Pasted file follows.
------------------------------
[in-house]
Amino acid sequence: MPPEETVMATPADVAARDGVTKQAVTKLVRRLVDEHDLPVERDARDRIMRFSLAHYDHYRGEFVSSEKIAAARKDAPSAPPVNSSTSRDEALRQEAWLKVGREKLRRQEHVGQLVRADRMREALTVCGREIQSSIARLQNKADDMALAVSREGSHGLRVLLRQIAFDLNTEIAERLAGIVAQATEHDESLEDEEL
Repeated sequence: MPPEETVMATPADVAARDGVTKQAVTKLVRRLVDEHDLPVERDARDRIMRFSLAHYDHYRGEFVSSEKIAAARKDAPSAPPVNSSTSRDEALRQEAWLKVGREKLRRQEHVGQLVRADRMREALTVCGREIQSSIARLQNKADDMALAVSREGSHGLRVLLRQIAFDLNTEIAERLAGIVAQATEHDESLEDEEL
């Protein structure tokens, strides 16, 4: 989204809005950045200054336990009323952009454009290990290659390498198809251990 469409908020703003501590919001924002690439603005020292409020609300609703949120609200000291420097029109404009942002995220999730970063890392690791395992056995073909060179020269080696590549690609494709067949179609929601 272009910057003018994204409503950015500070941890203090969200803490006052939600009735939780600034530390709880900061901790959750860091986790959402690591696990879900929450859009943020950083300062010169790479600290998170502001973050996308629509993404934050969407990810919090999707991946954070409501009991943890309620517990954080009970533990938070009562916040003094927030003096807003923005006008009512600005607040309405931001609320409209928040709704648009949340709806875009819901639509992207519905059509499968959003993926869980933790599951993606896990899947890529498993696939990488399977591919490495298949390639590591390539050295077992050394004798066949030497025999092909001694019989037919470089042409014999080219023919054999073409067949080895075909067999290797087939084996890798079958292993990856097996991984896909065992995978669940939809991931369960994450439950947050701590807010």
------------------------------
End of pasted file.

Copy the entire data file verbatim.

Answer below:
[in-house]
Amino acid sequence: MPPEETVMATPADVAARDGVTKQAVTKLVRRLVDEHDLPVERDARDRIMRFSLAHYDHYRGEFVSSEKIAAARKDAPSAPPVNSSTSRDEALRQEAWLKVGREKLRRQEHVGQLVRADRMREALTVCGREIQSSIARLQNKADDMALAVSREGSHGLRVLLRQIAFDLNTEIAERLAGIVAQATEHDESLEDEEL
Repeated sequence: MPPEETVMATPADVAARDGVTKQAVTKLVRRLVDEHDLPVERDARDRIMRFSLAHYDHYRGEFVSSEKIAAARKDAPSAPPVNSSTSRDEALRQEAWLKVGREKLRRQEHVGQLVRADRMREALTVCGREIQSSIARLQNKADDMALAVSREGSHGLRVLLRQIAFDLNTEIAERLAGIVAQATEHDESLEDEEL
């Protein structure tokens, strides 16, 4: 989204809005950045200054336990009323952009454009290990290659390498198809251990 469409908020703003501590919001924002690439603005020292409020609300609703949120609200000291420097029109404009942002995220999730970063890392690791395992056995073909060179020269080696590549690609494709067949179609929601 272009910057003018994204409503950015500070941890203090969200803490006052939600009735939780600034530390709880900061901790959750860091986790959402690591696990879900929450859009943020950083300062010169790479600290998170502001973050996308629509993404934050969407990810919090999707991946954070409501009991943890309620517990954080009970533990938070009562916040003094927030003096807003923005006008009512600005607040309405931001609320409209928040709704648009949340709806875009819901639509992207519905059509499968959003993926869980933790599951993606896990899947890529498993696939990488399977591919490495298949390639590591390539050295077992050394004798066949030497025999092909001694019989037919470089042409014999080219023919054999073409067949080895075909067999290797087939084996890798079958292993990856097996991984896909065992995978669940939809991931369960994450439950947050701590807010």